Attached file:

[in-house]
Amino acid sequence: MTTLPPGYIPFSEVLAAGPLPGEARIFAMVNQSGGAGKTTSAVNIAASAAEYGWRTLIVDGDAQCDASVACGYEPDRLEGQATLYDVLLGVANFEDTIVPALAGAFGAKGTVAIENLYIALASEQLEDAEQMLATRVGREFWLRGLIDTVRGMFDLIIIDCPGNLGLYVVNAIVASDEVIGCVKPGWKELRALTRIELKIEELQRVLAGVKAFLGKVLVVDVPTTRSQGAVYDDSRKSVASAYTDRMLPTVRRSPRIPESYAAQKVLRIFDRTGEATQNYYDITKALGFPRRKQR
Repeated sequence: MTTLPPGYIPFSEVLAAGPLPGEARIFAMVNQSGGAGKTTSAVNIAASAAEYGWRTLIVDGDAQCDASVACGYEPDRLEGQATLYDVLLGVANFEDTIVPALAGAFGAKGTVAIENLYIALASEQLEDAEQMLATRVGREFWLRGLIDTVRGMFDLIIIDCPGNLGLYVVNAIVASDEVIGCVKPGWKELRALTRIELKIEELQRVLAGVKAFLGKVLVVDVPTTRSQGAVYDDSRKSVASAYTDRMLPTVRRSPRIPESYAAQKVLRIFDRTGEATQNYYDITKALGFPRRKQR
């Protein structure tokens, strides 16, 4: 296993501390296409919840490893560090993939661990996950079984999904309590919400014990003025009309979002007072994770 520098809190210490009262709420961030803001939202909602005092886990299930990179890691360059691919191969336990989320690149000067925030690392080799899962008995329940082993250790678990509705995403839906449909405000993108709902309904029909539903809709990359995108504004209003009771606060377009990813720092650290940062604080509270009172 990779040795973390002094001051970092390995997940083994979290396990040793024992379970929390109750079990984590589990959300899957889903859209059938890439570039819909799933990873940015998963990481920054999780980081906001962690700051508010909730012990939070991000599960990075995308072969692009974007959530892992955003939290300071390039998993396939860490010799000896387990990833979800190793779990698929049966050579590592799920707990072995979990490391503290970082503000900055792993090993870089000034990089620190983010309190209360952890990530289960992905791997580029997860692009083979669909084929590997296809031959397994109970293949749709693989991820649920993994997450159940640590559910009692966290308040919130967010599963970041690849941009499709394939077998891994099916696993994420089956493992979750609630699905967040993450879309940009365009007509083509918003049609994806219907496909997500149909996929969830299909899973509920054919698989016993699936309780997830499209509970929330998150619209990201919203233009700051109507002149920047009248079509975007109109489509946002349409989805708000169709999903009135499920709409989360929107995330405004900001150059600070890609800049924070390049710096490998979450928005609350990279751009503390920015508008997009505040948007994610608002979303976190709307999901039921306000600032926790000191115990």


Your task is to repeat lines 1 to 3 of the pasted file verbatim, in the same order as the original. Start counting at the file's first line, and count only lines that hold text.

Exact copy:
[in-house]
Amino acid sequence: MTTLPPGYIPFSEVLAAGPLPGEARIFAMVNQSGGAGKTTSAVNIAASAAEYGWRTLIVDGDAQCDASVACGYEPDRLEGQATLYDVLLGVANFEDTIVPALAGAFGAKGTVAIENLYIALASEQLEDAEQMLATRVGREFWLRGLIDTVRGMFDLIIIDCPGNLGLYVVNAIVASDEVIGCVKPGWKELRALTRIELKIEELQRVLAGVKAFLGKVLVVDVPTTRSQGAVYDDSRKSVASAYTDRMLPTVRRSPRIPESYAAQKVLRIFDRTGEATQNYYDITKALGFPRRKQR
Repeated sequence: MTTLPPGYIPFSEVLAAGPLPGEARIFAMVNQSGGAGKTTSAVNIAASAAEYGWRTLIVDGDAQCDASVACGYEPDRLEGQATLYDVLLGVANFEDTIVPALAGAFGAKGTVAIENLYIALASEQLEDAEQMLATRVGREFWLRGLIDTVRGMFDLIIIDCPGNLGLYVVNAIVASDEVIGCVKPGWKELRALTRIELKIEELQRVLAGVKAFLGKVLVVDVPTTRSQGAVYDDSRKSVASAYTDRMLPTVRRSPRIPESYAAQKVLRIFDRTGEATQNYYDITKALGFPRRKQR